I recall one of my fellow students saying after the demonstration, “Dr. Ellis has some great ideas and practices for helping people make significant changes. Too bad he’s the one using them.” Because Dr. Ellis was often described as cold and aloof with an abrasive demeanor, many people were surprised to learn that Dr. Ellis was a personal mentor to many junior psychotherapists. In a research study conducted with 150 psychotherapists in 1999, 75 percent reported that Dr. Ellis had been a personal mentor (Johnson, Digiuseppe, & Ulven). Dr. Ellis published over 54 books and 600 articles on REBT, and at the time of his death he was President Emeritus of the Albert Ellis Institute (formerly the Institute of Rational Living) in New York.

Guest Post: Finding the Best Mentors by Wayne Townsend

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Intelligent Leaders — Finding the Best Mentors

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Informal Mentoring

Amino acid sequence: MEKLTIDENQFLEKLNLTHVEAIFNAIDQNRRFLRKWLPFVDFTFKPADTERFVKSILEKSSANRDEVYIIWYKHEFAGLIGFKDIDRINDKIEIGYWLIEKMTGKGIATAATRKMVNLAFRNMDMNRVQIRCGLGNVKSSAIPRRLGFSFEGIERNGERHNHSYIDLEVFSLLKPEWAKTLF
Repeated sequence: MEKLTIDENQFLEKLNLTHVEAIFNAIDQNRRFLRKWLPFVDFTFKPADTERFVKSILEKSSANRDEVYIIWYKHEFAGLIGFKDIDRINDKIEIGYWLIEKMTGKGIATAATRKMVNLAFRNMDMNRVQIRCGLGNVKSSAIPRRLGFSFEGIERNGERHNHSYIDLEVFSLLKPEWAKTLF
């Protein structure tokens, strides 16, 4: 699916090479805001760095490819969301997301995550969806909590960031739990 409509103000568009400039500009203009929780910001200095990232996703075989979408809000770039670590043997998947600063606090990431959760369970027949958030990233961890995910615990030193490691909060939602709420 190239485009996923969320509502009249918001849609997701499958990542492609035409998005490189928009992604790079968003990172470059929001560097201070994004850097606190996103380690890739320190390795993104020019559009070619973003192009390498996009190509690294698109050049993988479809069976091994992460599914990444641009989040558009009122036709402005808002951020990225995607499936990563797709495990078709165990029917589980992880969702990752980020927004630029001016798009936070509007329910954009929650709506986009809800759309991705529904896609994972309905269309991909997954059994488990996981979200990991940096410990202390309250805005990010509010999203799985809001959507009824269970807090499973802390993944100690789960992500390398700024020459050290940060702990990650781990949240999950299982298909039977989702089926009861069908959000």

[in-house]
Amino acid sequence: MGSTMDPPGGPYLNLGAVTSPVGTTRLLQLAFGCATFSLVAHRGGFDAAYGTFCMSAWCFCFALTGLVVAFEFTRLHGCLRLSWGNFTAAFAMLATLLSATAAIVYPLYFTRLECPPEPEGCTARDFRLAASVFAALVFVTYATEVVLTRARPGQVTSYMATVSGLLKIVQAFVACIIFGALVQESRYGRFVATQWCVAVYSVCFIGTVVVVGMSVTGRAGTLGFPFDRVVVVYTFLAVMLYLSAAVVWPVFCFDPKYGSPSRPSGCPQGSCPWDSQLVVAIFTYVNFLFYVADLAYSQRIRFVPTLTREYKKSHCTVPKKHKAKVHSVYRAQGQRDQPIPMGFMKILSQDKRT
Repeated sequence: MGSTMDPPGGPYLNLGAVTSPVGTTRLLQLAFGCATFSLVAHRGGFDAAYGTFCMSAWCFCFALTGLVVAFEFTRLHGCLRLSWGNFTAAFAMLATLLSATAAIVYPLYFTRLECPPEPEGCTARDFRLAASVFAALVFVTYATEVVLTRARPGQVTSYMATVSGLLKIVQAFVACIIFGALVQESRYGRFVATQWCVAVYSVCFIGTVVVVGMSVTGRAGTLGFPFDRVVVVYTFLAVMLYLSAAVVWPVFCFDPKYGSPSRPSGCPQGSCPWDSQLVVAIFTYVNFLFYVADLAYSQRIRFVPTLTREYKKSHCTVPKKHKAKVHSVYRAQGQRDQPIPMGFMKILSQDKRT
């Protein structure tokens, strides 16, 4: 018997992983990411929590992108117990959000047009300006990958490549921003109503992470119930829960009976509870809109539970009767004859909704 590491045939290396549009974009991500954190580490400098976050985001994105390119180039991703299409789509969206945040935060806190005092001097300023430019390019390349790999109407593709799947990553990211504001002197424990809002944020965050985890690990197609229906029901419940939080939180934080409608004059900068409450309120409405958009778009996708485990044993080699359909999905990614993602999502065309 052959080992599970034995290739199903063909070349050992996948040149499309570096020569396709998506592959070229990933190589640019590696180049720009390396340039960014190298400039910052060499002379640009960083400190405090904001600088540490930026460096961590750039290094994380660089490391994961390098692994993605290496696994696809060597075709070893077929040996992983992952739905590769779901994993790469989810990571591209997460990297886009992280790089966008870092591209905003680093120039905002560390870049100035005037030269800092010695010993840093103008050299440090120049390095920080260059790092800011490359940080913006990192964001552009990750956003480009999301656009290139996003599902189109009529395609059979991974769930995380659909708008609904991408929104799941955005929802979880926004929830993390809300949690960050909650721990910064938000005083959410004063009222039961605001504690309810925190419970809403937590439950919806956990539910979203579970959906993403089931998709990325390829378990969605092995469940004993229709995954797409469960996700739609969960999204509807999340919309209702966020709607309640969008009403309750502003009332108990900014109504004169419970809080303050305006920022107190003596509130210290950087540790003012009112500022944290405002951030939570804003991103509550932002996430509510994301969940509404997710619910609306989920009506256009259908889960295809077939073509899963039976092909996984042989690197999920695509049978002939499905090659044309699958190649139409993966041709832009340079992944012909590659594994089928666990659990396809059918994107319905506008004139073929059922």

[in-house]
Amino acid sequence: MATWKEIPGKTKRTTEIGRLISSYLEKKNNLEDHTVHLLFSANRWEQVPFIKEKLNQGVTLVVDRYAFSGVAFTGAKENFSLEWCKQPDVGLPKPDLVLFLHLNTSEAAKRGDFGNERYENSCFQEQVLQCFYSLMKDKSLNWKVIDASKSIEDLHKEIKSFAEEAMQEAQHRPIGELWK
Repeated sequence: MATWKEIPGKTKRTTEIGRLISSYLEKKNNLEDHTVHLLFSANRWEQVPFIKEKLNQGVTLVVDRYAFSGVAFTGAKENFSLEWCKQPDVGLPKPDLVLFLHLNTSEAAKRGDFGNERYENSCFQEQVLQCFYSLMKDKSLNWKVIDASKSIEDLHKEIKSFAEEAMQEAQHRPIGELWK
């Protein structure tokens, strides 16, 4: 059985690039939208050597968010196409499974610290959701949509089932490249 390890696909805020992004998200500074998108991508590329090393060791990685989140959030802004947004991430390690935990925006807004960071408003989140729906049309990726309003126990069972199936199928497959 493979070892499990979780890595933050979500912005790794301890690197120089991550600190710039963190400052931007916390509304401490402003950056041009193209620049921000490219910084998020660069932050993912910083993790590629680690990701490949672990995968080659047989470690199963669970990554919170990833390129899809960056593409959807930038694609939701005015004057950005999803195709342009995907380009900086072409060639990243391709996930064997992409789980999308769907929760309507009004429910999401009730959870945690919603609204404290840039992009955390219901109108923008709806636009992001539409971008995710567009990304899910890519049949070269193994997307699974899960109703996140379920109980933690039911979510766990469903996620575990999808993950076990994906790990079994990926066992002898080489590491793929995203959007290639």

When I was ‘on-the-road’ as a professional musician at the age of 18. I found it difficult to continue with formal percussion lessons with the best drummers because I was traveling too much to sustain a teacher. So, wherever I was located for the next gig, I would set up two sets of drums and invite drummers to play with me. (They were easy to find at each city’s music stores.) It is interesting that each drummer who played with me, learned many of my patterns (percussion vocabulary); yet, I learned many new techniques from each of them. Each mentor interaction provided me with more information about drums and percussion. This is “informal mentoring” at its best and it cost me nothing but my rehearsal time—smart investment. It helped me to stay on top of a very competitive market. The more versatile I became as a drummer and percussionist, the more work came my way. “Intelligent Leaders need breadth and depth.”